Well, here we go again. This time, it’s published by AARP in the April/May 2014 issue of their magazine. Titled “Don’t Buy It” and written by a stock broker, professor and financial writer named Allan Roth, the article describes equity indexed annuities and several other products as “some of the worst investments and financial products you can can sink your money into.”
The section on equity indexed annuities begins, “This product, now rebranded as a ‘fixed indexed annuity‘ by the insurance industry…” Roth doesn’t explain why this was done, as though there was some sinister motive for the rebranding. In fact, it came about because the Securities and Exchange Commission tried to categorize these products as securities several years ago when trying to impose Rule 151A. This would have meant that life insurance agents who sold these insurance products would have been required to get a securities license in order to continue selling them. The only thing it had to do with securities was the name “equity” (no joke).
The insurance companies were looking for a way to give their customers a higher crediting method than that offered by traditional fixed annuities. Since interest rates were low and were probably going to stay that way for quite a while, insurers came up with a way to credit the accounts by using a market index such as the Standard and Poor 500. What they would do is buy a call option (upside) on the Standard and Poor 500 index with the interest they were making on their bond portfolio to give more credit over time. The day of the contract, they would buy the option for what they could afford to buy with the bond interest. A year later, when the option expired, they would exercise the option, or it would expire if the market was down. They never bought stock, just an option on the stock to give interest credits. So, the name change was appropriate.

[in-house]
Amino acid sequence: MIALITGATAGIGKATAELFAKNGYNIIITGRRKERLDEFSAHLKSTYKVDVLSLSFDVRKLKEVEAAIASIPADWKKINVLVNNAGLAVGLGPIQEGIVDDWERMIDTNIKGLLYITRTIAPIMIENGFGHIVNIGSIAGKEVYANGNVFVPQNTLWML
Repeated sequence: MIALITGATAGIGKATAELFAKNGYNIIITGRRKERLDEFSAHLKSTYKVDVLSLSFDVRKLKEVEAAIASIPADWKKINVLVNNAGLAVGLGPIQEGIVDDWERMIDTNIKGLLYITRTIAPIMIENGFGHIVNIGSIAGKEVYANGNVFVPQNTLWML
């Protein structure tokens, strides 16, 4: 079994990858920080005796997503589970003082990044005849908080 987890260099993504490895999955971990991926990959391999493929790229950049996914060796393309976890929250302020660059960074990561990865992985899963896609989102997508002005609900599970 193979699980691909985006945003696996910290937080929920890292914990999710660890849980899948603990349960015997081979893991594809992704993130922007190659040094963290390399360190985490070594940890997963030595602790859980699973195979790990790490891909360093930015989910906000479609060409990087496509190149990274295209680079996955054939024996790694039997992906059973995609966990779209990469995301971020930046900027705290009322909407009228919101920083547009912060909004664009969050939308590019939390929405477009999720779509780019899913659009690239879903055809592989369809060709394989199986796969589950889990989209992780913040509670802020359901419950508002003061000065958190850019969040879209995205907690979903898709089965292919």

In the AARP article, Roth says an equity indexed annuity “is often sold with a promise to link returns to stock market gains, without risk — you don’t lose a cent if the market tanks. It’s among the most complex financial products I’ve examined.”
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Well, let’s see how they work: Let’s say I invest $100,000 in the stock market and $100,000 in a fixed index annuity. The market goes up 6 percent in the first year. The stock holder has a 6 percent gain. The FIA has a cap (a limit on what is credited due to how much of an upside of the market they can afford to buy with their bond interest). So, let’s say the cap is 4 percent. That is what the FIA holder receives.